Her widowed older sister, Lady Mary (Michelle Dockery), may have yet another new beau. It’s the aristocratic and unfortunately named Evelyn Napier (Brendan Patricks), last seen early in Season 1 when he brought along to a house party at Downton Abbey his chum, Kemal Pamuk, the Turkish hottie who then inconveniently died while in bed with Mary. Evelyn is in the nabe conducting a government study on why so many grand estates are failing. “You’ll be glad to know that Downton is not among them,” he reassures the Crawleys. Mary and Cora insist that he and his supervisor bunk at Downton while conducting their study. “That way we’ll get all of your knowledge for the price of a few dinners,” says Mary.

Tom Branson (Allan Leech), the ex-chauffer turned widowed son-in-law, suddenly announces that he’s considering moving to America with his daughter, little Sybie. “Wouldn’t it be easier for her to begin with a clean slate rather than being the daughter of an uppity chauffer?” he asks. Robert, Lord Grantham (Hugh Bonneville) tells Tom not to make any hasty decisions while Mary, with whom Tom has developed a deep friendship, says, “We don’t want to lose you.”

A great many scenes are devoted to a seemingly biding time subplot involving the Downton estate, with Robert, Mary and Tom weighing the pros and cons of extending the lease on a patch of Downton land to Tim Drewe (Andrew Scarborough), a seemingly upstanding man whose father, a longtime Downton tenant farmer, has died while still owing the estate money. Robert secretly lends £50 to Drewe to cover the unpaid debt and persuades Mary and Tom that allowing Drewe to continue in “partnership” with the family is the right thing to do. “If we don’t respect our past, we’ll find it harder to build our future,” Robert lectures.

Alfred Nugent (Matt Milne), the footman with ambitions to be a cook, heads to London for a cooking test at the Ritz hotel and a possible job there. Fellow footman Jimmy Kent (Ed Speleers) mocks him relentlessly for wanting to be a chef but kitchen maids Ivy Stuart (Cara Theobold) and the still lovelorn Daisy Mason (Sophie McShera) are impressed with his initiative and drive. Despite mastering making vichyssoise, Alfred misses out on making the cut at the Ritz. “You just have to stick at it and you will,” encourages a kindly Carson (Jim Carter), who earlier had been aghast at Alfred’s possible occupational switch.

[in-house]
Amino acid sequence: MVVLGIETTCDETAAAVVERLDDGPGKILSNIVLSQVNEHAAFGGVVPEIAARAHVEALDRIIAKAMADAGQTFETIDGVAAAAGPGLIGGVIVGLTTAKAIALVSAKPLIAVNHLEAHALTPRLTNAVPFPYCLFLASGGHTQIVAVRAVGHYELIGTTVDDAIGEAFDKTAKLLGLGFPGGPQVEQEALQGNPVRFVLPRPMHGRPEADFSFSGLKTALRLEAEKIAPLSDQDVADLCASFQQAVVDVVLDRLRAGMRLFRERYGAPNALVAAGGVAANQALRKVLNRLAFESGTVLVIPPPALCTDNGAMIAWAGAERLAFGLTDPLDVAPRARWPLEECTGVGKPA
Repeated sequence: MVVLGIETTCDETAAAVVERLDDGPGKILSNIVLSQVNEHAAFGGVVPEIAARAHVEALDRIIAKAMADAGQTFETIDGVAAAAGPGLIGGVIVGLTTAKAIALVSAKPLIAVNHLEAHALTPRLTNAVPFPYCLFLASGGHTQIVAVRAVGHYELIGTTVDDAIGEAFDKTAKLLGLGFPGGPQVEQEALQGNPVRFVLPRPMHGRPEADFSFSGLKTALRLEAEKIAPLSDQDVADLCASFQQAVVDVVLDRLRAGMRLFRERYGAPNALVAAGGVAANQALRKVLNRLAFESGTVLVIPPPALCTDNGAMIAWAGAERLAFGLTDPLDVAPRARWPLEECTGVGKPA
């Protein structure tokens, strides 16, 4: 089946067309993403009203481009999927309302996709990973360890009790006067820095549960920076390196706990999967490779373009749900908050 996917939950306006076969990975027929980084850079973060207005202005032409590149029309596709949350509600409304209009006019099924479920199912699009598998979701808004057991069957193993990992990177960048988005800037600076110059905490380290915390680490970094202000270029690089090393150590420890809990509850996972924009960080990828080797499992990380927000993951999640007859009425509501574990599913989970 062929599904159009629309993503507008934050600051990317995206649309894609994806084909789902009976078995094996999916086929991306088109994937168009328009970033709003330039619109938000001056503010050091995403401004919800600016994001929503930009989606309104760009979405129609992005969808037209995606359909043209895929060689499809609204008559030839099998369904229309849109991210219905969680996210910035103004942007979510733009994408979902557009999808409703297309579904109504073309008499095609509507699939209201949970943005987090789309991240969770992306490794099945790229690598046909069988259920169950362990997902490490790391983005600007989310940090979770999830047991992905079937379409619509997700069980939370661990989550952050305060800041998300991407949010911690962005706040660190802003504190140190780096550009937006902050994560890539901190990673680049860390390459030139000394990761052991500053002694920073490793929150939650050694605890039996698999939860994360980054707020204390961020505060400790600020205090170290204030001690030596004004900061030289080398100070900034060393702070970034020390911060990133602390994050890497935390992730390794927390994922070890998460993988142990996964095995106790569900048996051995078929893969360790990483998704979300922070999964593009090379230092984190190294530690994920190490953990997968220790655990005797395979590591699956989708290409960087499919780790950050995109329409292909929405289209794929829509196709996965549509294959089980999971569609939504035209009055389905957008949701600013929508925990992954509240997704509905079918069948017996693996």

Thomas Barrow (Rob James-Collier), the scheming under butler (or whatever his current position is), has brought in a confederate, Baxter (Raquel Cassidy), to serve as the new lady’s maid for Cora. She seems nice enough though she’s harboring an as yet unrevealed secret that somehow means she must do Thomas’ bidding. He urges her to ingratiate herself in with both the family and the staff. “There’s going to be changes at Downton. So I want to know any plans upstairs. Any detail, no matter how small. Understand?” he tells her, practically twirling an imaginary mustache. “Just get them all to trust you and tell you everything.”

And no episode would be complete without a few zingers from Violet Crawley, the Dowager Countess (Maggie Smith). She and do-gooder Isobel Crawley (Penelope Wilton) continue to go at each other with hammer and tongs, though clearly they’re each fonder of the other than either will admit. After Isobel cajoles Violet into hiring an unemployed young local, John Pegg (Joncie Elmore), as an assistant gardener, Violet snipes, “I wonder that your halo doesn’t grow heavy. It must be like wearing a tiara around the clock.”

Later, Violet suspects Pegg of having stolen a letter opener in her study that has gone missing after he was in there watering plants. “It was a valuable paper knife given to the late Lord Grantham by the King of Sweden,” she huffs to Isobel. Isobel plumps for Pegg’s probity, saying she can’t believe he’d do such a thing. The crime remains unsolved for now. Here’s hoping the Dowager will make like Miss Marple in a future episode.

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By Leah Rozen